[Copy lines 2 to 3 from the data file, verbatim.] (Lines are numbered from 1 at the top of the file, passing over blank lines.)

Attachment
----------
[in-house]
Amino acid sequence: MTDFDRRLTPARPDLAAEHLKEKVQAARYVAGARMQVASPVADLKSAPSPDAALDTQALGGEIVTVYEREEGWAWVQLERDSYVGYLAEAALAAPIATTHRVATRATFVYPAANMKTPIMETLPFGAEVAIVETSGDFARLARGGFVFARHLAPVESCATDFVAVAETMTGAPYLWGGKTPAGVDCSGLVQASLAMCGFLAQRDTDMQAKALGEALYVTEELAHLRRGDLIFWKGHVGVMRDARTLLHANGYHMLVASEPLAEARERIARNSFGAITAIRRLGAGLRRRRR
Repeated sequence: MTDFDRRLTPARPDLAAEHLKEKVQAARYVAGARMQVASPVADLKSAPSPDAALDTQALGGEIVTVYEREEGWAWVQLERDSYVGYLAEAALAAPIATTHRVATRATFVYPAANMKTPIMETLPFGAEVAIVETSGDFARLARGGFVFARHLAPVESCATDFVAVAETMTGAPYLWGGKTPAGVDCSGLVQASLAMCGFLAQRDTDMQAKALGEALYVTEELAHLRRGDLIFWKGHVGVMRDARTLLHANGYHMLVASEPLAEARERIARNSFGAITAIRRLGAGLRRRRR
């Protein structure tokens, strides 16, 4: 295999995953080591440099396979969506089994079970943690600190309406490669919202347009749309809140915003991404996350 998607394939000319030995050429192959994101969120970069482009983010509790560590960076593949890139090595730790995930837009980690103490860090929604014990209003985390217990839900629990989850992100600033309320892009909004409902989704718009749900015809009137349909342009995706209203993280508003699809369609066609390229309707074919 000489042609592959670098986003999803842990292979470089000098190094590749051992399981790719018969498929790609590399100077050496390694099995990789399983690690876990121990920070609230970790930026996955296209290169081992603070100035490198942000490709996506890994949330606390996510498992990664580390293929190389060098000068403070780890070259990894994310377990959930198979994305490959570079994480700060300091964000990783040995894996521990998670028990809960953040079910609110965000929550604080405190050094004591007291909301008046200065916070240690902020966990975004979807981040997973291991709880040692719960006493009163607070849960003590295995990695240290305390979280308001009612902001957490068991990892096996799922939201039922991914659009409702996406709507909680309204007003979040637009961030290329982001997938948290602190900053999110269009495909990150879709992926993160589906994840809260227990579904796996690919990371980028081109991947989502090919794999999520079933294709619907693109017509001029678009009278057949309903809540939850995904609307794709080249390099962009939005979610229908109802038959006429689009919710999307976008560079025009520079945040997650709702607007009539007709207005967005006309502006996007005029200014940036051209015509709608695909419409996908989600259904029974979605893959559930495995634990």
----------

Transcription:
Amino acid sequence: MTDFDRRLTPARPDLAAEHLKEKVQAARYVAGARMQVASPVADLKSAPSPDAALDTQALGGEIVTVYEREEGWAWVQLERDSYVGYLAEAALAAPIATTHRVATRATFVYPAANMKTPIMETLPFGAEVAIVETSGDFARLARGGFVFARHLAPVESCATDFVAVAETMTGAPYLWGGKTPAGVDCSGLVQASLAMCGFLAQRDTDMQAKALGEALYVTEELAHLRRGDLIFWKGHVGVMRDARTLLHANGYHMLVASEPLAEARERIARNSFGAITAIRRLGAGLRRRRR
Repeated sequence: MTDFDRRLTPARPDLAAEHLKEKVQAARYVAGARMQVASPVADLKSAPSPDAALDTQALGGEIVTVYEREEGWAWVQLERDSYVGYLAEAALAAPIATTHRVATRATFVYPAANMKTPIMETLPFGAEVAIVETSGDFARLARGGFVFARHLAPVESCATDFVAVAETMTGAPYLWGGKTPAGVDCSGLVQASLAMCGFLAQRDTDMQAKALGEALYVTEELAHLRRGDLIFWKGHVGVMRDARTLLHANGYHMLVASEPLAEARERIARNSFGAITAIRRLGAGLRRRRR